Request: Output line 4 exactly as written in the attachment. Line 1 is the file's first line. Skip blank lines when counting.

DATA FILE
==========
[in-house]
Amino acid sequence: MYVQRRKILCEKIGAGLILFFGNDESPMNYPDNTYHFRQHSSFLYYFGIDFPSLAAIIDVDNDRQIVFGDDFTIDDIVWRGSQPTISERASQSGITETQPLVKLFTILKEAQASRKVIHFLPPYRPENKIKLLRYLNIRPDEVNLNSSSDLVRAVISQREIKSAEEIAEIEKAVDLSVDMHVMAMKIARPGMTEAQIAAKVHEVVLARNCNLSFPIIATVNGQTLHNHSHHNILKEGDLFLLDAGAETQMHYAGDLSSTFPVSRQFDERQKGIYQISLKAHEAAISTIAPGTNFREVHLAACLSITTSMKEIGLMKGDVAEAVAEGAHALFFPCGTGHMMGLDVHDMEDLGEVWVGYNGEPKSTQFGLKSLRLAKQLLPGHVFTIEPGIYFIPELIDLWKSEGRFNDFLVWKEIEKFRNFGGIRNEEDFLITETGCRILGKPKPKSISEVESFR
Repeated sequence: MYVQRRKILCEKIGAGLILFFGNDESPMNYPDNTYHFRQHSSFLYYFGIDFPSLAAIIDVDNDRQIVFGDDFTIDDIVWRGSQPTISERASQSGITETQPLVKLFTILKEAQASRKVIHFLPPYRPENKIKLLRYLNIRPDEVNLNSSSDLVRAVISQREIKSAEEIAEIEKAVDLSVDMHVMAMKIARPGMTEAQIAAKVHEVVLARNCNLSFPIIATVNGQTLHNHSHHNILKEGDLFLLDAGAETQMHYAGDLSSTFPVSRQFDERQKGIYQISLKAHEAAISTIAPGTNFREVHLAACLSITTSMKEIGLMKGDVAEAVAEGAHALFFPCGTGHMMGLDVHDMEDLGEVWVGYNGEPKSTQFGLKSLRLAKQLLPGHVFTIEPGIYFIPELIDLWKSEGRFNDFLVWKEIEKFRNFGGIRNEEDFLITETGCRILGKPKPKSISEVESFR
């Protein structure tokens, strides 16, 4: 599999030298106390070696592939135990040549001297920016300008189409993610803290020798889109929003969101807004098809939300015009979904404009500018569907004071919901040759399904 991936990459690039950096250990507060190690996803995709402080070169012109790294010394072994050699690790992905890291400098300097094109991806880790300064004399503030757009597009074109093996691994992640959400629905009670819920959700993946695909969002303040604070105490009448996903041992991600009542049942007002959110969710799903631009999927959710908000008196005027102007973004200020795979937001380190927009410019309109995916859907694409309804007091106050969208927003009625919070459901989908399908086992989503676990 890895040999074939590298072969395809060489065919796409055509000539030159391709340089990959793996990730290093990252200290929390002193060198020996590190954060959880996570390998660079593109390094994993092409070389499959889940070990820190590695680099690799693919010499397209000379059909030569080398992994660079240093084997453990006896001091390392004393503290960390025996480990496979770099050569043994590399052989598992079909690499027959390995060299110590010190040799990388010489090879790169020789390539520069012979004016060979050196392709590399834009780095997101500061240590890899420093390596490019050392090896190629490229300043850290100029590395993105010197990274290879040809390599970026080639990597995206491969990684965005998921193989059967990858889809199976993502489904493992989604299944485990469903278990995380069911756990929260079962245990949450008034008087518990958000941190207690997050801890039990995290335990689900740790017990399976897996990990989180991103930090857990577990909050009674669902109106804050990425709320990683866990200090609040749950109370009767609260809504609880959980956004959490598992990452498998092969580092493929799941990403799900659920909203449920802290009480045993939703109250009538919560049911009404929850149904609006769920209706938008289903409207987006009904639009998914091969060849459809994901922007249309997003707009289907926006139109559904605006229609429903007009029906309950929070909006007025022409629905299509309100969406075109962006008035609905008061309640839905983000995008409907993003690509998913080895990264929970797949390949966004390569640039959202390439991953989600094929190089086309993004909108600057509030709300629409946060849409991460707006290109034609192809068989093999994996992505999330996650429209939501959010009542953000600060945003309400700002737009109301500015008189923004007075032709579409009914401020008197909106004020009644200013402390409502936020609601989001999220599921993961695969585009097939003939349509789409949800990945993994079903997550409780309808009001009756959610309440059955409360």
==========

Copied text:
């Protein structure tokens, strides 16, 4: 599999030298106390070696592939135990040549001297920016300008189409993610803290020798889109929003969101807004098809939300015009979904404009500018569907004071919901040759399904 991936990459690039950096250990507060190690996803995709402080070169012109790294010394072994050699690790992905890291400098300097094109991806880790300064004399503030757009597009074109093996691994992640959400629905009670819920959700993946695909969002303040604070105490009448996903041992991600009542049942007002959110969710799903631009999927959710908000008196005027102007973004200020795979937001380190927009410019309109995916859907694409309804007091106050969208927003009625919070459901989908399908086992989503676990 890895040999074939590298072969395809060489065919796409055509000539030159391709340089990959793996990730290093990252200290929390002193060198020996590190954060959880996570390998660079593109390094994993092409070389499959889940070990820190590695680099690799693919010499397209000379059909030569080398992994660079240093084997453990006896001091390392004393503290960390025996480990496979770099050569043994590399052989598992079909690499027959390995060299110590010190040799990388010489090879790169020789390539520069012979004016060979050196392709590399834009780095997101500061240590890899420093390596490019050392090896190629490229300043850290100029590395993105010197990274290879040809390599970026080639990597995206491969990684965005998921193989059967990858889809199976993502489904493992989604299944485990469903278990995380069911756990929260079962245990949450008034008087518990958000941190207690997050801890039990995290335990689900740790017990399976897996990990989180991103930090857990577990909050009674669902109106804050990425709320990683866990200090609040749950109370009767609260809504609880959980956004959490598992990452498998092969580092493929799941990403799900659920909203449920802290009480045993939703109250009538919560049911009404929850149904609006769920209706938008289903409207987006009904639009998914091969060849459809994901922007249309997003707009289907926006139109559904605006229609429903007009029906309950929070909006007025022409629905299509309100969406075109962006008035609905008061309640839905983000995008409907993003690509998913080895990264929970797949390949966004390569640039959202390439991953989600094929190089086309993004909108600057509030709300629409946060849409991460707006290109034609192809068989093999994996992505999330996650429209939501959010009542953000600060945003309400700002737009109301500015008189923004007075032709579409009914401020008197909106004020009644200013402390409502936020609601989001999220599921993961695969585009097939003939349509789409949800990945993994079903997550409780309808009001009756959610309440059955409360």